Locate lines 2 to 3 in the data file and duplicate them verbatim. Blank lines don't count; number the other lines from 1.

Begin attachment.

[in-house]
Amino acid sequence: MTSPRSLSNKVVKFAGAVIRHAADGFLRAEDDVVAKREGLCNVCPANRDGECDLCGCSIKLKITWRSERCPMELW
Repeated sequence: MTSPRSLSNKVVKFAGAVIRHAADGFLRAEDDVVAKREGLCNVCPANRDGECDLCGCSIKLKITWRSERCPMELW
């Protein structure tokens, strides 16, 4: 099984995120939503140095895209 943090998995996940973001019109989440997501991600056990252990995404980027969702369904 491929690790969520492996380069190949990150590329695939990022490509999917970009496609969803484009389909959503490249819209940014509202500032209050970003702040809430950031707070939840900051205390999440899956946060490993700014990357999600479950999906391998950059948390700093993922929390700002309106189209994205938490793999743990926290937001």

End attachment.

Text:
Amino acid sequence: MTSPRSLSNKVVKFAGAVIRHAADGFLRAEDDVVAKREGLCNVCPANRDGECDLCGCSIKLKITWRSERCPMELW
Repeated sequence: MTSPRSLSNKVVKFAGAVIRHAADGFLRAEDDVVAKREGLCNVCPANRDGECDLCGCSIKLKITWRSERCPMELW